Denys Wilkinson Building, Department of Physics, University of Oxford, Keble Road, Oxford OX1 3RH
Lawrence Clark - Lawrence.firstname.lastname@example.org
Listening to Einstein’s Universe: the dawn and exciting future of gravitational-wave astronomy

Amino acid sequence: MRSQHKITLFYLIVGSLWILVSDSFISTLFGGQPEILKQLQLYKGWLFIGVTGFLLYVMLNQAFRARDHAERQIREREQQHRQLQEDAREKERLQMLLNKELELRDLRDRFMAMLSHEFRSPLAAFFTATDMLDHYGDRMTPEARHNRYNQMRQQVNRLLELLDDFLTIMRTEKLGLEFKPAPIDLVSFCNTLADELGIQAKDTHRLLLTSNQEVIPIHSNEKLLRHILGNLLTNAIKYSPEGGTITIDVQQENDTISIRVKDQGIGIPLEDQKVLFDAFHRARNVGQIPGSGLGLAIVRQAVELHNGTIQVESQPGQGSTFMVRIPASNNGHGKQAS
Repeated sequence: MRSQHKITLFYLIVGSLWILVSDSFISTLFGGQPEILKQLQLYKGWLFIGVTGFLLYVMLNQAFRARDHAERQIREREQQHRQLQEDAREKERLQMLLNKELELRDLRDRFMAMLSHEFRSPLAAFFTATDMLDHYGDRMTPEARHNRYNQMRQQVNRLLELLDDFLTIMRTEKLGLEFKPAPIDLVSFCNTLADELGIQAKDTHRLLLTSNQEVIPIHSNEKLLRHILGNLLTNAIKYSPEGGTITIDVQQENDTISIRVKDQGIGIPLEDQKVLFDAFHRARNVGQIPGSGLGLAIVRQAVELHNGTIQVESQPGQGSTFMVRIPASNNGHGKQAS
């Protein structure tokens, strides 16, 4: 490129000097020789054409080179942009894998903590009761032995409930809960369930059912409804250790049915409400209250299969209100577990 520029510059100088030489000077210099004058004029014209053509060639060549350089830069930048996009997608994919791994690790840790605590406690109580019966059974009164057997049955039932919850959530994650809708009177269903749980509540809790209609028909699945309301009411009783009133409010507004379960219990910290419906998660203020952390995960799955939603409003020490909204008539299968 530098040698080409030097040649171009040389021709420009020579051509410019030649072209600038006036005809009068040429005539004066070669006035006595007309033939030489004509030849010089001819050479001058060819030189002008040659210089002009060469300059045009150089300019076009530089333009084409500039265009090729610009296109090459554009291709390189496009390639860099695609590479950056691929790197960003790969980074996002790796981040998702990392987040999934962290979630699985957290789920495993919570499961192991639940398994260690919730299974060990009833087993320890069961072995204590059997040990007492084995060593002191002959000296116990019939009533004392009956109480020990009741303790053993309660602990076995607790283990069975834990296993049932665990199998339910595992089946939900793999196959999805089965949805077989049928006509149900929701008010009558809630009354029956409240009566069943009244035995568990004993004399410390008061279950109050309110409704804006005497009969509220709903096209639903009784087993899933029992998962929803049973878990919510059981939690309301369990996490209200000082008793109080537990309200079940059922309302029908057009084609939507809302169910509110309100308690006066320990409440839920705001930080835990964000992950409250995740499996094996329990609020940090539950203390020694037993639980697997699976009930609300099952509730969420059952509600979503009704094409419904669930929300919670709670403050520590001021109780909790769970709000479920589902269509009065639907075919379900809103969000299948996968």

Abstract: In just a few short years the detection of gravitational waves from the coalescence of black holes and neutron stars in the local (and increasingly distant!) universe has gone from being a Nobel-prizewinning scientific breakthrough to an almost routine occurrence – with the latest catalogue of gravitational-wave events published by the LIGO Virgo and KAGRA (LVK) scientific collaborations comprising a total of 90 detections, and the first half of the 4th LVK observing run (which ran from May 2023 to January 2024) adding many more candidate events to that total. In this talk I will briefly review the short history of gravitational-wave astronomy with the current generation of ground-based interferometers, summarising the discoveries – in astrophysics, relativity, fundamental physics and cosmology – that have been made to date and the prospects for further advances from the current and upcoming observing runs. I will then briefly look ahead to the 2030s, and some of the exciting science opportunities that will be opened up by the next generation of ground-based detectors and the LISA mission.